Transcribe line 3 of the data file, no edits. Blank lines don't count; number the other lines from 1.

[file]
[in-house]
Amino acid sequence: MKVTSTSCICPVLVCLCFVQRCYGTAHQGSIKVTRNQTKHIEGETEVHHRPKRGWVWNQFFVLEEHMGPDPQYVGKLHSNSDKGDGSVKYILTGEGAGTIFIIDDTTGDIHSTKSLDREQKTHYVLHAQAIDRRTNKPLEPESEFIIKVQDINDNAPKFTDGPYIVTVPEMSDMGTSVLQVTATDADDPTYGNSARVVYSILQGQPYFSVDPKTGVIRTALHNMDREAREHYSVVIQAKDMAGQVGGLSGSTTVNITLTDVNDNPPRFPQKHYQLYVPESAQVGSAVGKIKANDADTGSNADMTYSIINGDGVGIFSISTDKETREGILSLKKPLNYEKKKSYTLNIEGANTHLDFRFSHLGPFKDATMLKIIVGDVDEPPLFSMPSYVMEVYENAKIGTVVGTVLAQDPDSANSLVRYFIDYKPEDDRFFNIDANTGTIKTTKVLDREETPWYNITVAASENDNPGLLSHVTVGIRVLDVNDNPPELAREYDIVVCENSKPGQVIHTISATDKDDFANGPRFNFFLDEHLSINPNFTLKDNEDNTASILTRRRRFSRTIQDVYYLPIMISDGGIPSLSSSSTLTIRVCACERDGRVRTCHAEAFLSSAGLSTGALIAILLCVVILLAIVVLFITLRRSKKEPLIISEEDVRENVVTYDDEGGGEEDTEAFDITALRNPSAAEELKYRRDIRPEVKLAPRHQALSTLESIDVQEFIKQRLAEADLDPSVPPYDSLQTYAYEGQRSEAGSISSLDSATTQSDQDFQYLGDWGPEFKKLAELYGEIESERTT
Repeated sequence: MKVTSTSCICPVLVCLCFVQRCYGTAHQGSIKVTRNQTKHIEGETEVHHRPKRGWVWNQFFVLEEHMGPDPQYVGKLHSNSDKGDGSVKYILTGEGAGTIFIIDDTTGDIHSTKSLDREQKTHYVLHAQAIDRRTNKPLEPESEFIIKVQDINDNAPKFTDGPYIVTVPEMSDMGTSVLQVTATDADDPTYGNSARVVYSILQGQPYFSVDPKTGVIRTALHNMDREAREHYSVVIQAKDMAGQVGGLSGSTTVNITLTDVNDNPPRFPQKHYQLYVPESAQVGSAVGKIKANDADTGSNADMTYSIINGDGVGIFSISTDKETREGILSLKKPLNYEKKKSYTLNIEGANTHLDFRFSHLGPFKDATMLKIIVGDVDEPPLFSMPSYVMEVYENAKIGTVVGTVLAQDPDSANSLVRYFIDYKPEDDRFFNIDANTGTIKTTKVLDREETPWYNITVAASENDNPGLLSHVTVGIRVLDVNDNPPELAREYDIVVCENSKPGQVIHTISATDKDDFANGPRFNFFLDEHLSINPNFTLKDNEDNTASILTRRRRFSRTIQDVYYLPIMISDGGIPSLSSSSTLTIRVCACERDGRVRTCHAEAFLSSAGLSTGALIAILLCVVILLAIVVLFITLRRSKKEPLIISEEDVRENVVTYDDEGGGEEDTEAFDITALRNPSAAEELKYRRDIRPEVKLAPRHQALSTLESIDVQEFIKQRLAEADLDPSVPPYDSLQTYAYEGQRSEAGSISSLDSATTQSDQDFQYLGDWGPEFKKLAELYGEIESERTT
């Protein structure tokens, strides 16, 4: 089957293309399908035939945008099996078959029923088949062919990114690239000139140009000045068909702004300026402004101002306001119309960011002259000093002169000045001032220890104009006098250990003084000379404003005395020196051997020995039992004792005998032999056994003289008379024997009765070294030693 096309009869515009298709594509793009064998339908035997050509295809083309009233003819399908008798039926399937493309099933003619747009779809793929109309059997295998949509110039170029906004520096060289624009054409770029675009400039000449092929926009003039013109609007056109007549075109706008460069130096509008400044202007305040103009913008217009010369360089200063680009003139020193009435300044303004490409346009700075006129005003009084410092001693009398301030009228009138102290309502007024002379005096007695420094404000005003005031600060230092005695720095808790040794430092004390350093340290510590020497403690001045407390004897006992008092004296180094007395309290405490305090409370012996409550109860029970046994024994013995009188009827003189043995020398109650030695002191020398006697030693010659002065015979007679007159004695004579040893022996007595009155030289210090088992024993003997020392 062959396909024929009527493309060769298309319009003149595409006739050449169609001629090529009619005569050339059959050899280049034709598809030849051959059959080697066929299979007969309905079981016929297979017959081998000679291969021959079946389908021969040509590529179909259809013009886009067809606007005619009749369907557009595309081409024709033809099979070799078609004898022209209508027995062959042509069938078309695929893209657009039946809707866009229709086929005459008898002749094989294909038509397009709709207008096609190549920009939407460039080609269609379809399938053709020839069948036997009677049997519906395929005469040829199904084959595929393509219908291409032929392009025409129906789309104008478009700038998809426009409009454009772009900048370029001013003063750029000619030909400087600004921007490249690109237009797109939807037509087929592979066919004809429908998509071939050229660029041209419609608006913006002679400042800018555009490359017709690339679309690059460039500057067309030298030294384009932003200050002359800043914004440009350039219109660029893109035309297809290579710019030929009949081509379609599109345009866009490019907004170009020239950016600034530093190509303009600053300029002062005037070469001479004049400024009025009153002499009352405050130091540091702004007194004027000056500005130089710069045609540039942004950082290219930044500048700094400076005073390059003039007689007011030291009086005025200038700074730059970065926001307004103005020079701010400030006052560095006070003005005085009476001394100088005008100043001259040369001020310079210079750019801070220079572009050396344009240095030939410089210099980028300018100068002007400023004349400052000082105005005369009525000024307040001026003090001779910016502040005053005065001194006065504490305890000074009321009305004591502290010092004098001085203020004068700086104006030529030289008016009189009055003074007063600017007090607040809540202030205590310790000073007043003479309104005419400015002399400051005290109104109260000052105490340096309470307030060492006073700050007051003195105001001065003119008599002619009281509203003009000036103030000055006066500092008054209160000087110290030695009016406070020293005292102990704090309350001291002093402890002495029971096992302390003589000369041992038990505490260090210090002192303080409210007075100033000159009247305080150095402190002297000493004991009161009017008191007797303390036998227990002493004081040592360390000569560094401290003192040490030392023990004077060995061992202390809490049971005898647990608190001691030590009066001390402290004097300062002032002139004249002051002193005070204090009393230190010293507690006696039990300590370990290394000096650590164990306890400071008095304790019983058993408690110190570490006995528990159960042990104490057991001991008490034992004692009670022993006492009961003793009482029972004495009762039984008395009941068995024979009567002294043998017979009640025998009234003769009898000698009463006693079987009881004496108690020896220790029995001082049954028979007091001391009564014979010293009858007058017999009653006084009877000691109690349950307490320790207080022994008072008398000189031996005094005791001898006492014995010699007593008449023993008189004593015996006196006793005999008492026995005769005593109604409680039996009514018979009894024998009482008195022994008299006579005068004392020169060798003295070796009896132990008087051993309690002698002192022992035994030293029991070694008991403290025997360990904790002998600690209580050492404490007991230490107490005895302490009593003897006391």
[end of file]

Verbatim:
Repeated sequence: MKVTSTSCICPVLVCLCFVQRCYGTAHQGSIKVTRNQTKHIEGETEVHHRPKRGWVWNQFFVLEEHMGPDPQYVGKLHSNSDKGDGSVKYILTGEGAGTIFIIDDTTGDIHSTKSLDREQKTHYVLHAQAIDRRTNKPLEPESEFIIKVQDINDNAPKFTDGPYIVTVPEMSDMGTSVLQVTATDADDPTYGNSARVVYSILQGQPYFSVDPKTGVIRTALHNMDREAREHYSVVIQAKDMAGQVGGLSGSTTVNITLTDVNDNPPRFPQKHYQLYVPESAQVGSAVGKIKANDADTGSNADMTYSIINGDGVGIFSISTDKETREGILSLKKPLNYEKKKSYTLNIEGANTHLDFRFSHLGPFKDATMLKIIVGDVDEPPLFSMPSYVMEVYENAKIGTVVGTVLAQDPDSANSLVRYFIDYKPEDDRFFNIDANTGTIKTTKVLDREETPWYNITVAASENDNPGLLSHVTVGIRVLDVNDNPPELAREYDIVVCENSKPGQVIHTISATDKDDFANGPRFNFFLDEHLSINPNFTLKDNEDNTASILTRRRRFSRTIQDVYYLPIMISDGGIPSLSSSSTLTIRVCACERDGRVRTCHAEAFLSSAGLSTGALIAILLCVVILLAIVVLFITLRRSKKEPLIISEEDVRENVVTYDDEGGGEEDTEAFDITALRNPSAAEELKYRRDIRPEVKLAPRHQALSTLESIDVQEFIKQRLAEADLDPSVPPYDSLQTYAYEGQRSEAGSISSLDSATTQSDQDFQYLGDWGPEFKKLAELYGEIESERTT